Wayfinding Decision Situations: A Conceptual Model and Evaluation

  • Ioannis Giannopoulos
  • Peter Kiefer
  • Martin Raubal
  • Kai-Florian Richter
  • Tyler Thrash
Part of the Lecture Notes in Computer Science book series (LNCS, volume 8728)


Humans engage in wayfinding many times a day. We try to find our way in urban environments when walking towards our work places or when visiting a city as tourists. In order to reach the targeted destination, we have to make a series of wayfinding decisions of varying complexity. Previous research has focused on classifying the complexity of these wayfinding decisions, primarily looking at the complexity of the decision point itself (e.g., the number of possible routes or branches). In this paper, we proceed one step further by incorporating the user, instructions, and environmental factors into a model that assesses the complexity of a wayfinding decision. We constructed and evaluated three models using data collected from an outdoor wayfinding study. Our results suggest that additional factors approximate the complexity of a wayfinding decision better than the simple model using only the number of branches as a criterion.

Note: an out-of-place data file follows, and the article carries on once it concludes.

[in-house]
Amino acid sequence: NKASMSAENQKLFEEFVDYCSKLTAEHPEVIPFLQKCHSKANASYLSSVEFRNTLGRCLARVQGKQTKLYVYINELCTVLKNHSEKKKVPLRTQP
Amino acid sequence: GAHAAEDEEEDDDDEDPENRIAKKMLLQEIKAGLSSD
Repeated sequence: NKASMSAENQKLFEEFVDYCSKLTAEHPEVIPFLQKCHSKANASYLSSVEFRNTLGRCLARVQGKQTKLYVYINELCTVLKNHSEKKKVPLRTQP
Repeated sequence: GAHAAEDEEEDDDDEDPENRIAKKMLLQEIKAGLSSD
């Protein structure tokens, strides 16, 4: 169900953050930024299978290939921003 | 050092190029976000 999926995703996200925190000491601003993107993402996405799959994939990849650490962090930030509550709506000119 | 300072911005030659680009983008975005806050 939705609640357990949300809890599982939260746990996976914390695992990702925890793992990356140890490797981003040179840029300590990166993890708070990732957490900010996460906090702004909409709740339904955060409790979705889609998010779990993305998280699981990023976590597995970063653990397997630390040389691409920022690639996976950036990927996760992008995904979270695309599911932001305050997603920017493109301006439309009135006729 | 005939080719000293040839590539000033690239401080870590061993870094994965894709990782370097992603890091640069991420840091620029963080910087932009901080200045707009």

Genetic Algorithm Cognitive Load User Model Spatial Ability Decision Point 
These keywords were added by machine and not by the authors. This process is experimental and the keywords may be updated as the learning algorithm improves.


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Copyright information

© Springer International Publishing Switzerland 2014

Authors and Affiliations

  • Ioannis Giannopoulos
    • 1
  • Peter Kiefer
    • 1
  • Martin Raubal
    • 1
  • Kai-Florian Richter
    • 2
  • Tyler Thrash
    • 3
  1. 1.Institute of Cartography and GeoinformationETH ZürichZürichSwitzerland
  2. 2.Department of GeographyUniversity of ZürichZürichSwitzerland
  3. 3.Department of Humanities, Social and Political Science, Cognitive ScienceETH ZürichZürichSwitzerland

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